Liar! Liar! Job Search Pants on Fire!

When you apply for a new job --- does your nose grow like Pinochio?

Lying about yourself in order to get hired is becoming common in job search. Business strategist Mark Fenner explains. "The fastest way I want to go is to re-package the way I am. But --- companies that are hiring has to be aware that that's going on and make sure we're not a victim of fraud!"

Only 1 in 6 job seekers say they haven't stretched the truth while applying for a job, according to reference checking company Checkster. Fenner stresses that more companies - big and small - do extensive background checks on your prevoius work and some also on your social life.

When you apply for a new job --- does your nose grow like Pinochio?

Have you personally ever lied on a resume or during a job interview?

78% of job candidates lie just fine on their own, according to reference checking company Checkster. Business Strategist Mark Fenner gives an idea why it's common.

"There are people who are out of a job. Sometimes they have a sense that they are fighting for survival. You can see the most horrendous behaviors come out of people when they feel their safety and security is at risk."

Fenner also thinks it's a symptom of the shifting ethics and morals in our society. Watch out - a few click of a mouse can fact check your entire resume. Sally Adams news radio 740 ktrh.

78% of job seekers lie during the hiring process

Applying for a new job can be stressful, and according to one new survey, that stress is leading a majority of job seekers to lie on their resumes in order to stand out.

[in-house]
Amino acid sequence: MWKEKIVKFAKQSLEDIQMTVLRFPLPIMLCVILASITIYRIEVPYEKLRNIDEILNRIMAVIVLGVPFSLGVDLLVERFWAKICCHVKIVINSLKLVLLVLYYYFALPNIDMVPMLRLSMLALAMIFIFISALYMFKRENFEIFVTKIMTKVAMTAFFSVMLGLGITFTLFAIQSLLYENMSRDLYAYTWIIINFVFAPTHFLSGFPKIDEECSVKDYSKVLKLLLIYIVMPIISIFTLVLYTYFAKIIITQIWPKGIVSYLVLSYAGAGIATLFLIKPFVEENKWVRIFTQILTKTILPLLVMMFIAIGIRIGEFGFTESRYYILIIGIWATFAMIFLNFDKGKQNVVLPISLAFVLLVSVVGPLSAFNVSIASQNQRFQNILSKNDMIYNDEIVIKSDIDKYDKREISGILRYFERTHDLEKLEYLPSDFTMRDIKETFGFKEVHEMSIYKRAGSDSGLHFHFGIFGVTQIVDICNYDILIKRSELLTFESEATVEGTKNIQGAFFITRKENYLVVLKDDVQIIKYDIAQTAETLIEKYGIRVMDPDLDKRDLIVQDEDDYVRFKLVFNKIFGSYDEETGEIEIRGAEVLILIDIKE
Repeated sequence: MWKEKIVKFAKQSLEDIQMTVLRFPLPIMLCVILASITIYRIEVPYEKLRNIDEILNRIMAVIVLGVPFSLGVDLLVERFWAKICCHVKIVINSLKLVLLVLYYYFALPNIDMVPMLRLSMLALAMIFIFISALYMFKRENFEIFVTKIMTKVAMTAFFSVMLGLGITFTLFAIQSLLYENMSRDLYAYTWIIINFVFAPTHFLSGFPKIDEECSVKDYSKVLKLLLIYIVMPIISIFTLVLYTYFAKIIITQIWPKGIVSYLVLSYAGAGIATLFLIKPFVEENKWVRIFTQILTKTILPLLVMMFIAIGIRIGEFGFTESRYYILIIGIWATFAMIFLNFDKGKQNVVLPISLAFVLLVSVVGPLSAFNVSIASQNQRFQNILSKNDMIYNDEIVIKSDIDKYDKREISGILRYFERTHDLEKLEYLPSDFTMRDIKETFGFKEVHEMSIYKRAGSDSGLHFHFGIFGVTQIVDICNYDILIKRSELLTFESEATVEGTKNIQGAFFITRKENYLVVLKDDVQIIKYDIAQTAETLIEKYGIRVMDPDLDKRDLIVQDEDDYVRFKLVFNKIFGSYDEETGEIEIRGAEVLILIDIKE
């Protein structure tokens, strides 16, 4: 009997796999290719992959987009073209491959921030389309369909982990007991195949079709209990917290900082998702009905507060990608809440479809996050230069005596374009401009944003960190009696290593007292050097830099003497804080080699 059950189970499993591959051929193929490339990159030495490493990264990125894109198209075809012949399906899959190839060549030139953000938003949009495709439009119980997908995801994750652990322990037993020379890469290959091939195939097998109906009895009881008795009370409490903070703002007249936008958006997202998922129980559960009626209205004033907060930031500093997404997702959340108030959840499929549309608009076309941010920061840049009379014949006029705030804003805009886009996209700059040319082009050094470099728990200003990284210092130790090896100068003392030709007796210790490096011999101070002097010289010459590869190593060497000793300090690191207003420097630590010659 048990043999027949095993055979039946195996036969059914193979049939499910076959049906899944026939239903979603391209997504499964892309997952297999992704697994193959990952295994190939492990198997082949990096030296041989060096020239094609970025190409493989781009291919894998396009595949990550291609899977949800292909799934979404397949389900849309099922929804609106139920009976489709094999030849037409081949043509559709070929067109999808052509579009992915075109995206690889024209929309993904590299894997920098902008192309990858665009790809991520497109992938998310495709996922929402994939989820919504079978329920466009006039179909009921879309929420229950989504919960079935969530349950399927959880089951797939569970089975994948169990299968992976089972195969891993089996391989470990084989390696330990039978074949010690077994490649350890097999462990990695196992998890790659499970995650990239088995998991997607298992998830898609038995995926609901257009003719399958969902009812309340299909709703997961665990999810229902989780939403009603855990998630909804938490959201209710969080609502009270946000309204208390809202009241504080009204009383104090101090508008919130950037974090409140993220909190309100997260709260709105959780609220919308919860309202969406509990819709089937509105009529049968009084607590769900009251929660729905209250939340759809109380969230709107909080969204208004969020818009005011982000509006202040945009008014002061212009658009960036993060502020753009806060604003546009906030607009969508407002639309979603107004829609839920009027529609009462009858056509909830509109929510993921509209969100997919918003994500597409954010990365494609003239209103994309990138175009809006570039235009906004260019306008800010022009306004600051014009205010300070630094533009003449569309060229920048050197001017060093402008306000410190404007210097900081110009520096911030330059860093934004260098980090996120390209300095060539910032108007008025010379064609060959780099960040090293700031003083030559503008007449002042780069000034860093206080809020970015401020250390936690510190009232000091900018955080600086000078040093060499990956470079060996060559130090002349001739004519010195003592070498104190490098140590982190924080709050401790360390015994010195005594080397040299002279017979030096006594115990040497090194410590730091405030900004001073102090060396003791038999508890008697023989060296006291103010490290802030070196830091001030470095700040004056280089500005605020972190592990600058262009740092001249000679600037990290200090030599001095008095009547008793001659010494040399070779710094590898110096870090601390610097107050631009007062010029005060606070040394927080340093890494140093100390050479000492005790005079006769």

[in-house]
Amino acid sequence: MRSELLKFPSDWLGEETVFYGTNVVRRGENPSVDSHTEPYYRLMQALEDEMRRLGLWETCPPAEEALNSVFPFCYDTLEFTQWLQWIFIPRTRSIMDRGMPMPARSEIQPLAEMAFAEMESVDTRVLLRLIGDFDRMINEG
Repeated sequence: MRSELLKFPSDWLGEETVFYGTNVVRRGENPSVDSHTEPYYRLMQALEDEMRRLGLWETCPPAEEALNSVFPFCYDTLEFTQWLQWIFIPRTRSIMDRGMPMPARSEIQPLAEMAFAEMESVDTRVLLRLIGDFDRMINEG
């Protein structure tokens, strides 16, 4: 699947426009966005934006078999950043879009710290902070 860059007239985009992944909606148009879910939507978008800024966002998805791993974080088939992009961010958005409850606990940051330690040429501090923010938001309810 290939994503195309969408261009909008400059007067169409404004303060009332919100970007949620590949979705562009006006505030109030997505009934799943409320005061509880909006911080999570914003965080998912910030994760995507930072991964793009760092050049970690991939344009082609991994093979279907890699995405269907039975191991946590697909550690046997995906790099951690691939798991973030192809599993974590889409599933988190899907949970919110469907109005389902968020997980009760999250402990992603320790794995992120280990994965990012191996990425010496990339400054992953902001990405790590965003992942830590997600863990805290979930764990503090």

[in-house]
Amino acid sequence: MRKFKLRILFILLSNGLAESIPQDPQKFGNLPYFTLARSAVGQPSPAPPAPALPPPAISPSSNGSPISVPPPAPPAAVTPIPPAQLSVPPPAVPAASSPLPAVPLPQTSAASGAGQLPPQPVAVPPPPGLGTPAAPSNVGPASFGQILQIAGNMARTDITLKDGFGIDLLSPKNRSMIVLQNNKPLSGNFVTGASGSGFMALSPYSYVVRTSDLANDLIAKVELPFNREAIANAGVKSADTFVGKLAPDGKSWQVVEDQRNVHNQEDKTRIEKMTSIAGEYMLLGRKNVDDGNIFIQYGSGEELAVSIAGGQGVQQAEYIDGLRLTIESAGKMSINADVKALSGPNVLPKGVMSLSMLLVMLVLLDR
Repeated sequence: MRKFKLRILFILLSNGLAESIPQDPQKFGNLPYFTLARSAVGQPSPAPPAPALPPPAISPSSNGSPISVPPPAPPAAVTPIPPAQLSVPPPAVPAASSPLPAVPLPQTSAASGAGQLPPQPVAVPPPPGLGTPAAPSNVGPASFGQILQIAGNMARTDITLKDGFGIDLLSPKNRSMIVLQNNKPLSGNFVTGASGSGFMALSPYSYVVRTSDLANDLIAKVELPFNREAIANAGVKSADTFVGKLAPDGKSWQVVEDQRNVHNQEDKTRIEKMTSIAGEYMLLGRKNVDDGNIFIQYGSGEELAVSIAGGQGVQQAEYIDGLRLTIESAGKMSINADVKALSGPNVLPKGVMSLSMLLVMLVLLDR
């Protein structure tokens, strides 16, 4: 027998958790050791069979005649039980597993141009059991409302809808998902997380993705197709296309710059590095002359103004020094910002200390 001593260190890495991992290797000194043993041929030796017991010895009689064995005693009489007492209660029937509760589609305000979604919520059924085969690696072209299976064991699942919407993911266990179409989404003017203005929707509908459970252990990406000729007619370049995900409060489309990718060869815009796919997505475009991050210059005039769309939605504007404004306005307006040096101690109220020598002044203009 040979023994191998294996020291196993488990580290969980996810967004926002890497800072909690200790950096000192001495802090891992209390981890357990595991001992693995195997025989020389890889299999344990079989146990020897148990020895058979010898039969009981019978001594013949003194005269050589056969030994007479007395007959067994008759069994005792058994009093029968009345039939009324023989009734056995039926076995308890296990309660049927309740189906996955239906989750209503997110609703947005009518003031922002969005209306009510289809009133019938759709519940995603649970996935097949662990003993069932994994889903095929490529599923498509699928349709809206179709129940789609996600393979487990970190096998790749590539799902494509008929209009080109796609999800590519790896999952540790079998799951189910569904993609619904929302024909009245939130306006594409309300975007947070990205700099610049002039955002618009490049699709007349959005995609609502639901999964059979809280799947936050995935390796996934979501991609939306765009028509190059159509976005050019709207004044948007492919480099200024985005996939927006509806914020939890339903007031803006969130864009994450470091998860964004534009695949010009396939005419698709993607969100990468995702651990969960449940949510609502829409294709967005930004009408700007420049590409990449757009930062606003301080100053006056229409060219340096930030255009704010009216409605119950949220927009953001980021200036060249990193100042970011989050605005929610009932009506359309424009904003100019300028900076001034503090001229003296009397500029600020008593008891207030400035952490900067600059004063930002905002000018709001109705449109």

The survey findings from Checkster, a reference checking company, show that 78% of candidates who applied for or received a job offer in the last six months admit they did or would consider misrepresenting themselves on their application.

Put another way, just one in six job seekers say they didn't stretch the truth in any way during their recent hiring experience.

The survey included responses from 400 job applicants as well as 400 hiring managers, recruiters and other human resources professionals.

Here are the most common lies told during the hiring process, and the share of candidates who have or would consider telling them:

--Having a mastery of skills they barely use (like Excel or a foreign language): 60%

--Working at a company longer than they did in order to omit another employer: 50%

--Having a higher GPA by more than half a point: 49%

--Holding a director title when the actual role was manager or other equivalent level: 41%

--Earning a degree from a prestigious university when they were actually a few credits short: 40%

--Earning a degree from a prestigious university instead of where they actually went: 39%

--Earning a degree from a prestigious university when they'd only taken one class online: 39%

--Saying they achieved things they didn't: 33%

Doesn't it seem like everybody is lying these day?

From Wall Street to Main Street, has honesty gone out the window?

If a job candidate lies to get the job, what does that say about their ethics? What does a culture of lying do to a company?

4 Ways Lying Becomes the Norm at a Company <

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